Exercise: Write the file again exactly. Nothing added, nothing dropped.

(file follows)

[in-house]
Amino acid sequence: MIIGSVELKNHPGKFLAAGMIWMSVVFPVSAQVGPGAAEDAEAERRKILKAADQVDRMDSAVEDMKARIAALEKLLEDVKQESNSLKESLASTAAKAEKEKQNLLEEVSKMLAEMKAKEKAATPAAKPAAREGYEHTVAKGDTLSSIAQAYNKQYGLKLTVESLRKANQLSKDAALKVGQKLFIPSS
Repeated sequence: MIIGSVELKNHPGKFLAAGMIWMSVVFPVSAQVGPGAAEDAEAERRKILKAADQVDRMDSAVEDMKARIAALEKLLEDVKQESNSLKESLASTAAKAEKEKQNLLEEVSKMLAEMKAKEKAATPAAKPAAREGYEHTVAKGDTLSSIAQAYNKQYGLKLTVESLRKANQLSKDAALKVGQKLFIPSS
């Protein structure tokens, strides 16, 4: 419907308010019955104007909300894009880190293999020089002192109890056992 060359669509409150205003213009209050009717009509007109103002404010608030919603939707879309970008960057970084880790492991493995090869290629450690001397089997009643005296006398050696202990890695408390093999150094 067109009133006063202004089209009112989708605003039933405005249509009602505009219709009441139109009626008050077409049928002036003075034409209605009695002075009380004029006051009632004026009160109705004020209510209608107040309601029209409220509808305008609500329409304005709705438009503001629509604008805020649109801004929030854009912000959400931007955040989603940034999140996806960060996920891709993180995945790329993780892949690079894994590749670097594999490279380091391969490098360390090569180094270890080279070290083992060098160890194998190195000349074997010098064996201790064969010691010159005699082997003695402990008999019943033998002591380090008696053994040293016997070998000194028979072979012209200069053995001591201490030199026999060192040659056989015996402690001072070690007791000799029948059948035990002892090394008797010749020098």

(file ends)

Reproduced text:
[in-house]
Amino acid sequence: MIIGSVELKNHPGKFLAAGMIWMSVVFPVSAQVGPGAAEDAEAERRKILKAADQVDRMDSAVEDMKARIAALEKLLEDVKQESNSLKESLASTAAKAEKEKQNLLEEVSKMLAEMKAKEKAATPAAKPAAREGYEHTVAKGDTLSSIAQAYNKQYGLKLTVESLRKANQLSKDAALKVGQKLFIPSS
Repeated sequence: MIIGSVELKNHPGKFLAAGMIWMSVVFPVSAQVGPGAAEDAEAERRKILKAADQVDRMDSAVEDMKARIAALEKLLEDVKQESNSLKESLASTAAKAEKEKQNLLEEVSKMLAEMKAKEKAATPAAKPAAREGYEHTVAKGDTLSSIAQAYNKQYGLKLTVESLRKANQLSKDAALKVGQKLFIPSS
């Protein structure tokens, strides 16, 4: 419907308010019955104007909300894009880190293999020089002192109890056992 060359669509409150205003213009209050009717009509007109103002404010608030919603939707879309970008960057970084880790492991493995090869290629450690001397089997009643005296006398050696202990890695408390093999150094 067109009133006063202004089209009112989708605003039933405005249509009602505009219709009441139109009626008050077409049928002036003075034409209605009695002075009380004029006051009632004026009160109705004020209510209608107040309601029209409220509808305008609500329409304005709705438009503001629509604008805020649109801004929030854009912000959400931007955040989603940034999140996806960060996920891709993180995945790329993780892949690079894994590749670097594999490279380091391969490098360390090569180094270890080279070290083992060098160890194998190195000349074997010098064996201790064969010691010159005699082997003695402990008999019943033998002591380090008696053994040293016997070998000194028979072979012209200069053995001591201490030199026999060192040659056989015996402690001072070690007791000799029948059948035990002892090394008797010749020098």